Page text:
Crosscut saws stimulate visions of the past – young men in stagged pants and calked boots always appear strong and daring in old photographs of loggers surrounded by virgin timber. It’s hard to remember loggers then often lived in remote camps, working for a dollar or a dollar and a half, 13 hours a day, six days a week. And when it came to falling trees 7 or 8 feet in diameter, a pair of fallers might work on one for a day or more.

Behind them came a team of buckers to trim the tree and cut it into the right lengths for removal. The brawn of men, oxen and horses constituted the power used in logging, until the steam donkey came along. Dangerous, back-breaking work.

Yet, the crosscut saw was still being used when change came into the woods, up until the 1940s, in fact. The use of log trucks like the East Linn Museum’s Denby truck accelerated after World War I. Another world war had to be fought before the crosscut saw was replaced by the chain saw.

Herb Thums of Crawfordsville remembers how, as a boy, he helped his father, who logged with horses. It was really a family affair because when trees were felled, the father took one end of a crosscut saw and two kids operated the other. Chain saws made things easier. But they had drawbacks, being sometimes hard to start while possessing unreliable chains, he recalls.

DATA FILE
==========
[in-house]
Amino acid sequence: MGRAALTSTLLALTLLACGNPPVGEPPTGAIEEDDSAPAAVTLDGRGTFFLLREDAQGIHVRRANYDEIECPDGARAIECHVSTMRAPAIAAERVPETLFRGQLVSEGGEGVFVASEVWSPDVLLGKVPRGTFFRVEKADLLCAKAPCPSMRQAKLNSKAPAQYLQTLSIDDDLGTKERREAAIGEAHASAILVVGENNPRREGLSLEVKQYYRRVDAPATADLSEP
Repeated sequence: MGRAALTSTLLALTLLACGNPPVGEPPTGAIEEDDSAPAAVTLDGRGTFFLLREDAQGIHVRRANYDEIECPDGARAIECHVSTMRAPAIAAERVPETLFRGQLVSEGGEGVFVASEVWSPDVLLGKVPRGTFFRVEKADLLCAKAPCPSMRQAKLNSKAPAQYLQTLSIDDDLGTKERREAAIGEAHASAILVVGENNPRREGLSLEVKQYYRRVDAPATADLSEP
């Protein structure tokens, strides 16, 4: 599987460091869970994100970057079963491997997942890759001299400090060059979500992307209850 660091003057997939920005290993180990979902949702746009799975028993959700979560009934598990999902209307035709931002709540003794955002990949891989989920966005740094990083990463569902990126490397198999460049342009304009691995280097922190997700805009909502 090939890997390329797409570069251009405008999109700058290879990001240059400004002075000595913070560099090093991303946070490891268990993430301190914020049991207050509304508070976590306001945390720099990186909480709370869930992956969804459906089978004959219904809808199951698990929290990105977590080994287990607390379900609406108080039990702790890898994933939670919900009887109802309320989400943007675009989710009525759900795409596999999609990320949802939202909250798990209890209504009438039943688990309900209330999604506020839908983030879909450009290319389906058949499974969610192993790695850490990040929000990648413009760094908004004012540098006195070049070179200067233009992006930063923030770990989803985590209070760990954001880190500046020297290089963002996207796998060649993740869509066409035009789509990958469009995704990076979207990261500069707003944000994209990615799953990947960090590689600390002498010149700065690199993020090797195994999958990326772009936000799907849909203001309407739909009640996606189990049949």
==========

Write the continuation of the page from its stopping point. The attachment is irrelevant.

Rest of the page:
The coming of chain saws acted as a transition in the woods, though. A bucker and a faller could do the work with chain saws that had taken two fallers and a team of buckers with crosscut saws.

By now you have left the hallway, with its romanticized memories of daring young men, and you have gone down the ramp into the annex where the chain saws hang above the mortuary table. This conjunction of table and saws is purely coincidental, being a matter of space.

A real chain saw enthusiast can likely look these saws over and tell which were earlier brands and models and which came later. Some brands involved are Titan, Pioneer, Tecumseh, Mall, Homelite and McCulloch. Most of the saws were donated by the now gone “Sweet Home Equipment Company” in 1984. Some are only parts of saws, some have long bars, others shorter ones, and some have chains and others not. For the most part, these saws appear worn and maybe even worn out.